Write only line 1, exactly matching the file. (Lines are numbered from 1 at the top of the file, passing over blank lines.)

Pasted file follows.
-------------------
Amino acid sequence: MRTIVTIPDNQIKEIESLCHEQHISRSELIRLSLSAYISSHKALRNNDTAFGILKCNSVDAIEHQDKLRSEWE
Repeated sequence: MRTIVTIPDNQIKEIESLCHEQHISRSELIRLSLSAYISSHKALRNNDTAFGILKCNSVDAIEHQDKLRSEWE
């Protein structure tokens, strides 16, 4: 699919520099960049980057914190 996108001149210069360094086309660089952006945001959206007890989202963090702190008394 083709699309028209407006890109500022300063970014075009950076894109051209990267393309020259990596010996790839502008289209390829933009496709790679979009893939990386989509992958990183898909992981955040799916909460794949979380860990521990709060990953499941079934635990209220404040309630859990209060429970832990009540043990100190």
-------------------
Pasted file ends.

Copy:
Amino acid sequence: MRTIVTIPDNQIKEIESLCHEQHISRSELIRLSLSAYISSHKALRNNDTAFGILKCNSVDAIEHQDKLRSEWE